If you have a teenager on Twitter, now would be a good time to warn them that what they do on there could come back to get them as an adult. No fewer than three successful young Major League Baseball players have learned that lesson the hard way this month. The latest is Washington Nationals shortstop Trea Turner, who faced backlash this week for offensive tweets he sent as an 18-year-old college student in 2011 and 2012. The tweets contained derogatory comments and slurs directed at race, sexual orientation and disabilities.
After Turner and the team put out statements of apology, the 25-year-old player addressed the issue in person with the media. "To the LGBT community, the African-American community, the special needs community, I'm truly sorry for what I said," Turner told reporters. "It's not when I said the things I said, it's that I said them at all...that's a clear learning point from this."
Turner's apology follows similar public statements by Atlanta Braves pitcher Sean Newcomb and Milwaukee Brewers pitcher Josh Hader, who each had similar offensive tweets from their teen years recently brought to light. With studies showing parents often don't monitor their kids' social media use, these examples are a warning of the long-term effects of youthful posts. And the phenomenon is not only for celebrities and pro athletes.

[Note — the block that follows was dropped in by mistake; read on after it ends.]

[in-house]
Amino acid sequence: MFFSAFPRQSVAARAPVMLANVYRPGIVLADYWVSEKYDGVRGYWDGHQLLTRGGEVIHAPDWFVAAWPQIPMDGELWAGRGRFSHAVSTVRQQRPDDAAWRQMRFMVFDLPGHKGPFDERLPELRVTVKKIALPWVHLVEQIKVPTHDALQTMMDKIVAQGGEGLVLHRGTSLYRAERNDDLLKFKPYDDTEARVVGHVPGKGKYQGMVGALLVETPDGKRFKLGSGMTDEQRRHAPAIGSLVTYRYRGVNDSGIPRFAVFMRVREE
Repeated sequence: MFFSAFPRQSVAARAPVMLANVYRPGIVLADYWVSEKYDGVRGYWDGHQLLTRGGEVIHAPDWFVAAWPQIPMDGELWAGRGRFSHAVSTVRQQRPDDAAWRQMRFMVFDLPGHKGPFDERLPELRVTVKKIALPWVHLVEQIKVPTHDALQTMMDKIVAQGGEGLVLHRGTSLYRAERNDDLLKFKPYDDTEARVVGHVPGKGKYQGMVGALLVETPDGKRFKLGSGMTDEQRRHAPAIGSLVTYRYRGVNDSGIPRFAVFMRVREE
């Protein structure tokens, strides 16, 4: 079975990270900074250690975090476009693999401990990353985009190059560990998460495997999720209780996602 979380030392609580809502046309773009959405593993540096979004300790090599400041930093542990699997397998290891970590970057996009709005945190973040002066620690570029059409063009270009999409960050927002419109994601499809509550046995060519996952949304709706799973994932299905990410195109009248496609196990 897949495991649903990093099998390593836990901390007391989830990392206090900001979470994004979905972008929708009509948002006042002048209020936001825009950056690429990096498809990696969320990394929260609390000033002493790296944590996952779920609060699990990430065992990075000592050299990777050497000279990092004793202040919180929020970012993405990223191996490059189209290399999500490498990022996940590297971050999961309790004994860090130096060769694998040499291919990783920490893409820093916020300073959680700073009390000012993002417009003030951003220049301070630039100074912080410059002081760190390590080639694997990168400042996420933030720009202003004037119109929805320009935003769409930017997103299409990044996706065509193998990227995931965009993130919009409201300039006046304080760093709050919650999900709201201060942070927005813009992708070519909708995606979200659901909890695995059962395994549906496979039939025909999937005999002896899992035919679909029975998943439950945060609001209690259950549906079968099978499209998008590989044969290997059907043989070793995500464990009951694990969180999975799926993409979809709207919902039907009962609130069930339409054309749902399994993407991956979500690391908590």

Turner hopes his situation will serve as a warning to everyone, especially young people. "Make sure that anybody is aware of what they're saying at all times, no matter how you use it or what context you think you're using it in," he said. "Words hurt."